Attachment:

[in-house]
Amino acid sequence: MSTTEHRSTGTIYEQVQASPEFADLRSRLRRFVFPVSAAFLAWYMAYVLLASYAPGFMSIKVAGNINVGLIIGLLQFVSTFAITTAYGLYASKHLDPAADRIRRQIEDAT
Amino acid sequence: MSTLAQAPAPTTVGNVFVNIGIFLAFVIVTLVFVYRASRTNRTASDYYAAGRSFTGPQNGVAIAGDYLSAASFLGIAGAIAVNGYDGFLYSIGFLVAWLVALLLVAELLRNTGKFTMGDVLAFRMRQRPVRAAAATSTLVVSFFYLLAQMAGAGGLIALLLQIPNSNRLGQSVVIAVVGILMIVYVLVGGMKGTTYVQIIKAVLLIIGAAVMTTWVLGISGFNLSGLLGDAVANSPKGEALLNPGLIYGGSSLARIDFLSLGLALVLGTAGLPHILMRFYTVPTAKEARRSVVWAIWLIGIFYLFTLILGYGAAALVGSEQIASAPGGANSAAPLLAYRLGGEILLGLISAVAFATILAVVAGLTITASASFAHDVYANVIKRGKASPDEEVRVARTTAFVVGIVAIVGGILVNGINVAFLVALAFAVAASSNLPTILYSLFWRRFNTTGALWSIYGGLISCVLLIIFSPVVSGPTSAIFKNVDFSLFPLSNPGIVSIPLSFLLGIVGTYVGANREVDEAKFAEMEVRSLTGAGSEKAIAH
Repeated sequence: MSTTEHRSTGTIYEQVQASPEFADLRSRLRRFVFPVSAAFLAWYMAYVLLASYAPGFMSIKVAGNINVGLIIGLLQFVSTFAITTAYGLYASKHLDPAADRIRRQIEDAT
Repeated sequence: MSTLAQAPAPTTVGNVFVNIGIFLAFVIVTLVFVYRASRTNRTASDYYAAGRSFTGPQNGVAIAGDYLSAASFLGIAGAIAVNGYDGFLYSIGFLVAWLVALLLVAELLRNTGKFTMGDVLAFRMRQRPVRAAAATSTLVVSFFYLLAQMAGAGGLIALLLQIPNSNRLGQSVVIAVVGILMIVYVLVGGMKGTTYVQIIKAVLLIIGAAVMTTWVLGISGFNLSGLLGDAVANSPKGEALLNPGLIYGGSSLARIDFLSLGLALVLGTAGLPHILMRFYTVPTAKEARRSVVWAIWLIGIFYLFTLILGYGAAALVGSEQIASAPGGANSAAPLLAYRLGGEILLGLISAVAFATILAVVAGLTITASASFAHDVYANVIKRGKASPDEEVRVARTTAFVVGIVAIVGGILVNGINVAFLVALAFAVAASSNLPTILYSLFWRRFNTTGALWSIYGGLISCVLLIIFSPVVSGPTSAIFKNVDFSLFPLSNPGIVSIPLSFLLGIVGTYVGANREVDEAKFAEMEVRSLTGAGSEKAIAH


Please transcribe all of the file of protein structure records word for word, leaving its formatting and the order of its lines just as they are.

[in-house]
Amino acid sequence: MSTTEHRSTGTIYEQVQASPEFADLRSRLRRFVFPVSAAFLAWYMAYVLLASYAPGFMSIKVAGNINVGLIIGLLQFVSTFAITTAYGLYASKHLDPAADRIRRQIEDAT
Amino acid sequence: MSTLAQAPAPTTVGNVFVNIGIFLAFVIVTLVFVYRASRTNRTASDYYAAGRSFTGPQNGVAIAGDYLSAASFLGIAGAIAVNGYDGFLYSIGFLVAWLVALLLVAELLRNTGKFTMGDVLAFRMRQRPVRAAAATSTLVVSFFYLLAQMAGAGGLIALLLQIPNSNRLGQSVVIAVVGILMIVYVLVGGMKGTTYVQIIKAVLLIIGAAVMTTWVLGISGFNLSGLLGDAVANSPKGEALLNPGLIYGGSSLARIDFLSLGLALVLGTAGLPHILMRFYTVPTAKEARRSVVWAIWLIGIFYLFTLILGYGAAALVGSEQIASAPGGANSAAPLLAYRLGGEILLGLISAVAFATILAVVAGLTITASASFAHDVYANVIKRGKASPDEEVRVARTTAFVVGIVAIVGGILVNGINVAFLVALAFAVAASSNLPTILYSLFWRRFNTTGALWSIYGGLISCVLLIIFSPVVSGPTSAIFKNVDFSLFPLSNPGIVSIPLSFLLGIVGTYVGANREVDEAKFAEMEVRSLTGAGSEKAIAH
Repeated sequence: MSTTEHRSTGTIYEQVQASPEFADLRSRLRRFVFPVSAAFLAWYMAYVLLASYAPGFMSIKVAGNINVGLIIGLLQFVSTFAITTAYGLYASKHLDPAADRIRRQIEDAT
Repeated sequence: MSTLAQAPAPTTVGNVFVNIGIFLAFVIVTLVFVYRASRTNRTASDYYAAGRSFTGPQNGVAIAGDYLSAASFLGIAGAIAVNGYDGFLYSIGFLVAWLVALLLVAELLRNTGKFTMGDVLAFRMRQRPVRAAAATSTLVVSFFYLLAQMAGAGGLIALLLQIPNSNRLGQSVVIAVVGILMIVYVLVGGMKGTTYVQIIKAVLLIIGAAVMTTWVLGISGFNLSGLLGDAVANSPKGEALLNPGLIYGGSSLARIDFLSLGLALVLGTAGLPHILMRFYTVPTAKEARRSVVWAIWLIGIFYLFTLILGYGAAALVGSEQIASAPGGANSAAPLLAYRLGGEILLGLISAVAFATILAVVAGLTITASASFAHDVYANVIKRGKASPDEEVRVARTTAFVVGIVAIVGGILVNGINVAFLVALAFAVAASSNLPTILYSLFWRRFNTTGALWSIYGGLISCVLLIIFSPVVSGPTSAIFKNVDFSLFPLSNPGIVSIPLSFLLGIVGTYVGANREVDEAKFAEMEVRSLTGAGSEKAIAH